July 2012 Climate Summary: One of the Warmer and Drier July Months on Record

 

 Departure from normal of July temperatures.  Image courtesy of Midwestern Regional Climate Center.

Percentage of July rainfall versus normal.  Image courtesy of Midwestern Regional Climate Center.

Average temperature vs normal
(click image to enlarge)

Observed rainfall vs normal
(click image to enlarge)

July of 2012 will go down as one of the warmest and driest on record for many areas of central and southeast Illinois.

The first several days of the month were very hot, with highs frequently above 100 degrees, including temperatures of 105 degrees from the 6-8th in many areas.  The brutal temperatures eased a bit, but largely remained in the 90s through the middle of the month, before 100+ degree readings began returning on the 18th.  The month closed with highs in the upper 90s to around 103 degrees.   The number of 90-degree days during July broke records in several instances (see table below).  The only positive aspect to the heat was that humidity values were well below what would normally be seen in July, so heat index readings were frequently near or only a couple degrees above the actual temperature.  Statewide, it was the 2nd hottest July on record, with an average temperature of 81.8 degrees (surpassed only by July 1936).


Location

Record Days

2012 Days

Average Days

Records Began

Charleston

28 (1936)

30

12

1896

Danville

28 (1921)

27

12

1895

Decatur

  28 (1921+)

21

13

1894

Effingham

27 (1954)

29

13

1951

Galesburg

26 (1901)

19

8

1897

Jacksonville

29 (1916)

26

13

1895

Lincoln

30 (1916)

21

12

1906

Normal

   27 (1916+)

23

12

1893

Olney

29 (1901)

28

15

1897

Palestine

30 (1921)

26

15

1892

Paris

30 (1921)

26

12

1893

Peoria

   26 (1901+)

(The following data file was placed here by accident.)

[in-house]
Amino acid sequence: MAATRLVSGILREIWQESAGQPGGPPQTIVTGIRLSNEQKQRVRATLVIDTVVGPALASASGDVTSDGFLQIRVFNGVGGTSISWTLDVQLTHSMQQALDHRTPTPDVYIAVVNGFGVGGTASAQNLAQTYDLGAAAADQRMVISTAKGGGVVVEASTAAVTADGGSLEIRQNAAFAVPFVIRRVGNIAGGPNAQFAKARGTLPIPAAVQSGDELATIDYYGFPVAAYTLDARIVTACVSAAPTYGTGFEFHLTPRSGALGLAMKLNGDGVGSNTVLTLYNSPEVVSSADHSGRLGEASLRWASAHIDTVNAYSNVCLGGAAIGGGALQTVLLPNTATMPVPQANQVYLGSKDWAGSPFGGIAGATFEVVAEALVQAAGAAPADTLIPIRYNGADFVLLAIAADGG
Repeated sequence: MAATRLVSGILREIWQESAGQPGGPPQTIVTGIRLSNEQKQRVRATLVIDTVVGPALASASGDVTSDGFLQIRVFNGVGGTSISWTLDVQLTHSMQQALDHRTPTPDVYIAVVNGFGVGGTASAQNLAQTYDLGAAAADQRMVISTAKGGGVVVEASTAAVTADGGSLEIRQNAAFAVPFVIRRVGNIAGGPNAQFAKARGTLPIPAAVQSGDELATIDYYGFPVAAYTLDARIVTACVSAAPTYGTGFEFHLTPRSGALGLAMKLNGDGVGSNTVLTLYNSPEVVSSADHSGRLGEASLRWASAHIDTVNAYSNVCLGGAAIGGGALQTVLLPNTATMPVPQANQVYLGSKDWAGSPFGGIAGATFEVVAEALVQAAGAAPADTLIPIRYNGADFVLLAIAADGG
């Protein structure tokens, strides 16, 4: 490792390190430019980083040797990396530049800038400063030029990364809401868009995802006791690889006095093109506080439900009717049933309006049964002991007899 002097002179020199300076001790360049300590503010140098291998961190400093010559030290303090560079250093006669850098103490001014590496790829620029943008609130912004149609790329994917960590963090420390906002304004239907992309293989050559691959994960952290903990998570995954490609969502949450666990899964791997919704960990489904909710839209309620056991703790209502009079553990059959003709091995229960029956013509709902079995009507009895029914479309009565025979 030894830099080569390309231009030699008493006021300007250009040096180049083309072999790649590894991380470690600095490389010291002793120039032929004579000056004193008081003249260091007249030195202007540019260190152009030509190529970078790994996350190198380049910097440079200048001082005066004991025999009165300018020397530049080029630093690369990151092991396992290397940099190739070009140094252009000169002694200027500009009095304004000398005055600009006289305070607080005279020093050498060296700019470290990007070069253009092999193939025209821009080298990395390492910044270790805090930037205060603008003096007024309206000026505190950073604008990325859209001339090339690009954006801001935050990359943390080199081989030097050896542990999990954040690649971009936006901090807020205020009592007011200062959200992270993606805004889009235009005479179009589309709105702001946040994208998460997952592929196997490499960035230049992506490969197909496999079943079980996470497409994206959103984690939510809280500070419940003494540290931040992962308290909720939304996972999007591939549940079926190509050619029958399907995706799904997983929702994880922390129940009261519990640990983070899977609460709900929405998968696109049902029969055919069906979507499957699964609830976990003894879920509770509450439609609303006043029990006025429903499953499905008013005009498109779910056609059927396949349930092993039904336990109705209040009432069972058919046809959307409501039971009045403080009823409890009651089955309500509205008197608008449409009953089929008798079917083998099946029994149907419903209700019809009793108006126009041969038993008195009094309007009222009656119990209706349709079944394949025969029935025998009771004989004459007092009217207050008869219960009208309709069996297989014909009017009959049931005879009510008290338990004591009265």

26

11

1883

Springfield

27 (1901)

28

11

1879

Urbana

25 (1921)

26

9

1889

Rainfall was very far below normal, typically below an inch in most areas.  Rainfall over much of central and southeast Illinois was about a tenth to quarter of what would normally occur in July. Some of the driest locations included Paris, which measured only 0.02 inch of rain (2nd driest July on record), Charleston (0.08 inch, driest July on record), and Havana (0.20 inch, driest July on record).  Isolated storms did produce rainfall over an inch at times, but this occurred on such a small scale that areas only a couple miles away frequently missed out on the heavier rains.  Statewide, it was the 4th driest July on record (average rainfall of 1.47 inches).

Between the intense heat and the lack of rainfall, drought conditions rapidly worsened over the area.  By the end of the month, nearly all of central and southeast Illinois was considered to be in extreme drought.   Burn bans became common across the area, and several locations began to implement mandatory or voluntary water conservation measures.

Here are preliminary monthly climate summaries for area cities.  Please note that in the following list, only Peoria, Lincoln, and Springfield are considered "official".  Other stations listed are "supplementary", and are not considered the official observing site for their respective locations.  (Data for other official observing sites is available at http://www.nws.noaa.gov/climate/xmacis.php?wfo=ilx ).



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